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Forbes adds robotic surgery

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Friday, Jan. 20, 2012

The planned addition of $2.2 million in robotic surgery equipment at Forbes Regional Hospital in Monroeville has little to do with the opening of rival UPMC East, the chief medical officer at Forbes said Thursday.

"This is totally patient-centric," said Dr. Mark Rubino, a gynecologic surgeon, when asked by the Tribune-Review whether the addition of the daVinci Surgical System is the latest salvo in an ongoing competition that has included Forbes gaining approval to add and expand signage at its facility.

The daVinci robotic equipment, which can be used to mimic a surgeon's hand movements in real time, will mostly be used for hysterectomies and prostate removal, Rubino said. With the dual-console robot, two different surgeons at once can use the machine, which makes small incisions with tiny instruments that can be difficult to manipulate in conventional laparoscopic surgery. The vast majority of prostate removals are done using the equipment because it is difficult to reach the prostate.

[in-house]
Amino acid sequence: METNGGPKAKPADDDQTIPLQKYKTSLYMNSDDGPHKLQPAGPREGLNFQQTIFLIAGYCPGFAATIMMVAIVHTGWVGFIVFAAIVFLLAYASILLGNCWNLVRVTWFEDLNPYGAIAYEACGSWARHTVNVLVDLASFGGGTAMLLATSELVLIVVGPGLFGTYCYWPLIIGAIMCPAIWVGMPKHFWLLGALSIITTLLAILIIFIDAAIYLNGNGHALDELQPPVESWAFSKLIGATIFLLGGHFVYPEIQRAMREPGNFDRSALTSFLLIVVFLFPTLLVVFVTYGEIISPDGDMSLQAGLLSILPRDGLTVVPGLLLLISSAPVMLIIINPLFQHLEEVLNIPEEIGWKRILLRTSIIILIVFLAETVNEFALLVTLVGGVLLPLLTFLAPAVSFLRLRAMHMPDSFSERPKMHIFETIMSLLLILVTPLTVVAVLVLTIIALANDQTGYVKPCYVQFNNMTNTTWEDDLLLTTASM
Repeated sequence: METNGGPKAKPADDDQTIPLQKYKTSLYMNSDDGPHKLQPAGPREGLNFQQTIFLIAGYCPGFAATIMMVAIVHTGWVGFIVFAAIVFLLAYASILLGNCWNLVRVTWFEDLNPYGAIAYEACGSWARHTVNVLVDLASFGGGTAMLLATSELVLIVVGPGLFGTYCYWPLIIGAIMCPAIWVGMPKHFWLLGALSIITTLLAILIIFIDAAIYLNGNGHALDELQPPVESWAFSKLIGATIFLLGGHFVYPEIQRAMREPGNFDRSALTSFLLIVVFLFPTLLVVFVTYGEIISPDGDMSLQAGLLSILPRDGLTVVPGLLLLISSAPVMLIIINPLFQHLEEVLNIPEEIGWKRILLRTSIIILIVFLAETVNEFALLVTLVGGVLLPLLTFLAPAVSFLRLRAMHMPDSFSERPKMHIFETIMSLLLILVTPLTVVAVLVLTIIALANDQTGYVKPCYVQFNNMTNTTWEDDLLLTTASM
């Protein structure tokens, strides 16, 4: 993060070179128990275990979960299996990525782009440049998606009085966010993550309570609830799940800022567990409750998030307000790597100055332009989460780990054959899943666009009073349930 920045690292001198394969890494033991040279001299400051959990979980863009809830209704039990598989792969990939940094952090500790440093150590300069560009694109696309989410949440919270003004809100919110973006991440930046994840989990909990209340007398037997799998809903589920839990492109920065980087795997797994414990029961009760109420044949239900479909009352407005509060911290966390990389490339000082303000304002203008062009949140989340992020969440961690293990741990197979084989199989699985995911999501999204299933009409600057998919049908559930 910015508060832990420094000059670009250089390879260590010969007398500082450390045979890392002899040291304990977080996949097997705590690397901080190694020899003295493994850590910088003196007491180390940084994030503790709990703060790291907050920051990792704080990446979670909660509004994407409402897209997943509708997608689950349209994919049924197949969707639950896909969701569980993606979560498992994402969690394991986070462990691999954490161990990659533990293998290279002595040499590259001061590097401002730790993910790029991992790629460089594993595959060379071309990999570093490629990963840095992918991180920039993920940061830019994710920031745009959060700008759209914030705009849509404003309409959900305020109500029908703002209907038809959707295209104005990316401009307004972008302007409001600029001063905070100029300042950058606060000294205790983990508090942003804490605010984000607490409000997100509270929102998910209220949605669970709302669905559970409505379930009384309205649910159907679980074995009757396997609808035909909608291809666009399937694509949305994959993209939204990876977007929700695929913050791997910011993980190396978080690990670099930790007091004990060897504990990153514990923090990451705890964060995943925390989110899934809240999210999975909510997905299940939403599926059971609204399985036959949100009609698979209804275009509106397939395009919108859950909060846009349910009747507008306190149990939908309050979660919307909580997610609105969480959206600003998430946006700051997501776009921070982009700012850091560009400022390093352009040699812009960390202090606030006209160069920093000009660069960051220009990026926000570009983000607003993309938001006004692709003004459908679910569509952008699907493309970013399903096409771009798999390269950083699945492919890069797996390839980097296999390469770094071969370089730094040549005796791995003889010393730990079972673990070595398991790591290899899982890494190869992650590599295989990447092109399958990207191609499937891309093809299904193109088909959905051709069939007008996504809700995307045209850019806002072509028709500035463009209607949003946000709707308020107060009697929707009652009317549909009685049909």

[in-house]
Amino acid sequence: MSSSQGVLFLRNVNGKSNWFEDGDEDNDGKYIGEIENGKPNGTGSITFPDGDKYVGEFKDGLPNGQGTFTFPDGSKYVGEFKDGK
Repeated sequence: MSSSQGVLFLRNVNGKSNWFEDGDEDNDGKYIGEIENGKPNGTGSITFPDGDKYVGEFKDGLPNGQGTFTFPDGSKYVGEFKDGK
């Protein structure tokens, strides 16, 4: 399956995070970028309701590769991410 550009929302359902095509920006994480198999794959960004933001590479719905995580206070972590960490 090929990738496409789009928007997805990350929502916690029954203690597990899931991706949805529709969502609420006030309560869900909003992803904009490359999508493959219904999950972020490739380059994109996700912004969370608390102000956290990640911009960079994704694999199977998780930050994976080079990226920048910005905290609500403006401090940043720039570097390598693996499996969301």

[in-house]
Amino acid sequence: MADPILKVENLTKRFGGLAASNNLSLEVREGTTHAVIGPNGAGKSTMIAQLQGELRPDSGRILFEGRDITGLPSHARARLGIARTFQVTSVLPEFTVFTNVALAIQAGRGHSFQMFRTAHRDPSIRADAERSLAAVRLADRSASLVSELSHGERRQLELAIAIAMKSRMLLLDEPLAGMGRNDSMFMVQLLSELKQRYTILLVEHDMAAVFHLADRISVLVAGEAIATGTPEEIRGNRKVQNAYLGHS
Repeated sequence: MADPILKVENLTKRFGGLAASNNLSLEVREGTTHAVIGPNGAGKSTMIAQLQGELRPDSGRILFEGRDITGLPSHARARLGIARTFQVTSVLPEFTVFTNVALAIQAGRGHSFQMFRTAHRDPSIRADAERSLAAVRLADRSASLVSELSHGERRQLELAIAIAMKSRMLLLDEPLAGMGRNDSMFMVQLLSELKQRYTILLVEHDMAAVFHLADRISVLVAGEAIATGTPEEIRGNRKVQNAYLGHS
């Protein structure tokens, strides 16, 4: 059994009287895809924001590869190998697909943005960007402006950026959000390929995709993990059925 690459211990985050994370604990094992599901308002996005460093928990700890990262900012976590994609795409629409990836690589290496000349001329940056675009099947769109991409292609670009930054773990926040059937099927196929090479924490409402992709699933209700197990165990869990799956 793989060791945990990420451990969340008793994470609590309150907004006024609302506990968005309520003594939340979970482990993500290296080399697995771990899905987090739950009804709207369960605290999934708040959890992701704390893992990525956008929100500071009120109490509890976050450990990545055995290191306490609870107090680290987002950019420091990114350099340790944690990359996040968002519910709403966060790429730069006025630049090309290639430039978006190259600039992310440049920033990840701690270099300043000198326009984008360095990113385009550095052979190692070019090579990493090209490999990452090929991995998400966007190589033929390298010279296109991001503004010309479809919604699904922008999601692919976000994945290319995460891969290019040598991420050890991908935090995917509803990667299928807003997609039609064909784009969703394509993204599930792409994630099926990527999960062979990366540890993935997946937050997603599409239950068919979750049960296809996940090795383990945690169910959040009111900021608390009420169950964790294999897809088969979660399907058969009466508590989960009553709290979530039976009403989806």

Doctors at Forbes perform about 120 hysterectomies every year, and the percentage of procedures performed with robotic techniques is expected to increase.

"We've had a very busy women's health service line, and we've been able to maintain obstetrics and women's health services. Why should I make my patients drive Downtown to get these procedures?"

Forbes finds itself preparing to battle UPMC East, a $240 million hospital expected to open this summer less than a mile away.

Forbes, owned by financially troubled West Penn Allegheny Health System, this month received approval to erect three oversized signs on top of its 35-year-old building to compete with those placed atop UPMC East.

Highmark Inc., the state's largest health care insurance company, is awaiting state approval to acquire the West Penn Allegheny system.

A single-console daVinci system has been in use for some time at two of Forbes' sister hospitals - Allegheny General Hospital in the North Side and West Penn Hospital in Bloomfield. Surgeons at AGH in June used the daVinci system to extract a donor kidney that was used in a transplant.

There are no plans to have daVinci equipment at UPMC East. Spokeswoman Gloria Kreps said UPMC has used the daVinci equipment at five of its hospitals -- Presbyterian, Montefiore and Shadyside in Pittsburgh, Passavant in McCandless and Hamot in Erie -- for several types of surgery. At Magee, for instance, it is used for benign hysterectomies, gynecologic oncology cases, urologic procedures for women and men and bariatric surgery.

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